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Social Media Week: Future of civic crowdfunding for local government IT procurements

In the eyes of many government officials, social media is just another way to interact with constituents by sharing quick bites of information via Twitter and Facebook pages. I, myself, follow my local transportation department for updates on road closures and traffic delays, and “friended” my local elected representative to stay in the know of community happenings.
 
Now, social media is expanding its definition of citizen interaction to include accepting donations from the public to fund unbudgeted, yet fully vetted projects via the Internet, known as crowdfunding. This expanded use of social media has created opportunities for cash-strapped local governments seeking alternative sources of capital. By asking private citizens to support underfunded or unfunded government IT projects, it takes the burden off already tight budgets. This expanded form of social media has the potential to not only save taxpayer money and engage citizens, it can also reignite backlogged IT projects and upgrade obsolete infrastructure.
 
 
Crowdfunding in the private sector has become a mainstream success due in large part to websites like kickstarter.com, which entrepreneurs and innovators use to solicit funds from individuals to advance their projects. Crowdfunding functions much like micro-financed venture capitalism, with individuals making online donations to support project pitches. It has prompted the creation of civic crowdfunding websites such as Neighbor.ly and Citizinvestor.com, which only host projects submitted by local governments or official city partners. Much like information provided in government strategic and capital improvement plans, full project details are posted on these websites.
 
Currently, most of the projects featured on these civic crowdfunding sites are public works, public arts or economic development-related, but this concept is primed to expand.
 
As quoted from a Mashable.com article Jordan Raynor, co-founder of Citizinvestor.com stated, “We’re really trying to focus on micro projects, that four- to five-figure range so we can have that early success, then scale up to larger projects in the future.”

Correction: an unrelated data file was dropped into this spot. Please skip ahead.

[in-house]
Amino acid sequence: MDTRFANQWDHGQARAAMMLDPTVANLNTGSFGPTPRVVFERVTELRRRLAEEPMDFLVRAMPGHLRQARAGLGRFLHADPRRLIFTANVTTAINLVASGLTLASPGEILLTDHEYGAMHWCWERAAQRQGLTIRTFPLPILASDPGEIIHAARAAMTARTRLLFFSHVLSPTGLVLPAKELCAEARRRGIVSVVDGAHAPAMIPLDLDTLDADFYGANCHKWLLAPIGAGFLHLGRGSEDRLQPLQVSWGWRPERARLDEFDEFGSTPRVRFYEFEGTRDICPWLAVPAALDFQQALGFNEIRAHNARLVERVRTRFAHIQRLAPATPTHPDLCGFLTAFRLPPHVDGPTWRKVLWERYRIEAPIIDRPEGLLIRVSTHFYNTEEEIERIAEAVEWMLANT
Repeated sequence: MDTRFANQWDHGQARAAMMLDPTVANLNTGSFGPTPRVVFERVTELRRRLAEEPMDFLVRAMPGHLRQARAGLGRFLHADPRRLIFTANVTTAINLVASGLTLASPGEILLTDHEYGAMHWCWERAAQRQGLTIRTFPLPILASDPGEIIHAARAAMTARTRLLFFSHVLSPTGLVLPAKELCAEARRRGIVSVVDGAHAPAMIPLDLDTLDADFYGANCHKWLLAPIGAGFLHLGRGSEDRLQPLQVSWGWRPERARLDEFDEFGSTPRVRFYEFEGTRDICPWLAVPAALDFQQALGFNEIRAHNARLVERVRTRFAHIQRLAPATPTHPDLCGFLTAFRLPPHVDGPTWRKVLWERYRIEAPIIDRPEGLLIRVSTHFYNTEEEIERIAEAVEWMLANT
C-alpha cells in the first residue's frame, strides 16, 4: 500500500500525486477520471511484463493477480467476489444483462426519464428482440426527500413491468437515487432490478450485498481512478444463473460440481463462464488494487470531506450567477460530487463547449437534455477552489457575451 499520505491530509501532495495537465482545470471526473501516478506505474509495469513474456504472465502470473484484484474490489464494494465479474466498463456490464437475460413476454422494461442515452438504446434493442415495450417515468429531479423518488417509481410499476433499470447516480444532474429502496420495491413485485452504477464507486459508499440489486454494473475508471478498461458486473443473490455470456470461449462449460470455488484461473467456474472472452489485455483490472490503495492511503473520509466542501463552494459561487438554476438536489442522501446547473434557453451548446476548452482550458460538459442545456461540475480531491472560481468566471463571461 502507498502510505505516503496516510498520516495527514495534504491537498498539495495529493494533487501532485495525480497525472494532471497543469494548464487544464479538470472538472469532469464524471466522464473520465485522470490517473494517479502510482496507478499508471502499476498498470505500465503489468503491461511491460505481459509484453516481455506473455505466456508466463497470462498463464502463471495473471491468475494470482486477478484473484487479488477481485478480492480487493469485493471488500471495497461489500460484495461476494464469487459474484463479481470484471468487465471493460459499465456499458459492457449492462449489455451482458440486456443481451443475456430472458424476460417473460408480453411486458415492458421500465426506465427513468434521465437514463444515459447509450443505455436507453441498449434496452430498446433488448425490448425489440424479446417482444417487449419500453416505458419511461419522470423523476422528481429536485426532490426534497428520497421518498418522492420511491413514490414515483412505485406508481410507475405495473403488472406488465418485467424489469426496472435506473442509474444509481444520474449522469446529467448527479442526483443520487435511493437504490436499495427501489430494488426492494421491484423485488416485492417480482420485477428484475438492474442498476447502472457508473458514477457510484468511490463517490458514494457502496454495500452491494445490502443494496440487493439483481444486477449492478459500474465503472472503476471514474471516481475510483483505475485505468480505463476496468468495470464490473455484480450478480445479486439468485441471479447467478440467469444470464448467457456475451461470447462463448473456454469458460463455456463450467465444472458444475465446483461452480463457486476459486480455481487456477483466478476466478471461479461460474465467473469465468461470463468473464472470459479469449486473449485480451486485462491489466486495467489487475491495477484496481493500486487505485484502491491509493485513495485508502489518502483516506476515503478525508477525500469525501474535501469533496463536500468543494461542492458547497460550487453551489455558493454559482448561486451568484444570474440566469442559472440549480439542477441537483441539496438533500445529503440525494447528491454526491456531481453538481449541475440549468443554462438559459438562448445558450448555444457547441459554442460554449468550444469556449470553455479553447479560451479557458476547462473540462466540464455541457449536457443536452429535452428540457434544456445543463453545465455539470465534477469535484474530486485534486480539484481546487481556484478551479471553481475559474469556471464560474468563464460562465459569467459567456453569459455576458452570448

In the future, larger projects could include information technology, which often carries a higher price tag to implement.
 
Paint the Town Green has been the most effective example of a crowdfunded IT initiatives to date. A partnership between two cities – Kansas City, Mo., and Kansas City, Kansas, along with the Social Media Club of Kansas City – successfully raised enough money, via Neighbor.ly, for the inclusion of several low-income neighborhoods to participate in the roll out of a regional fiber optic installation provided by Google Fiber. The crowdfunding campaign helped close the “digital divide” for 10 low-income neighborhoods. The initial goal of $5,000 was surpassed with a total contribution of $11,136 from 111 donors in less than a month. The two cities contracted with Google Fiber Kansas LLC and Google Fiber Missouri LLC to complete the project by the end of 2013.
 
Civic crowdfunding websites could give vendors offering complementary services and goods a leg up in future government procurement opportunities. Vendors looking for creative ways to locate pre-RFP prospects to build their pipeline should include these social media websites in their research. As these sites grow in popularity with local governments, they could provide insight into the needs of participating governments; and as many business development representatives know, the stage at which a need has been identified by the government is often the time when government IT project managers, CIOs, and procurement officers are most receptive and transparent to vendors offering assistance.
 
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For more information on this topic, download the free summary of the Deltek Report on Social Media in State and Local Government, here.
Or go here if you want to purchase the report in full.
 
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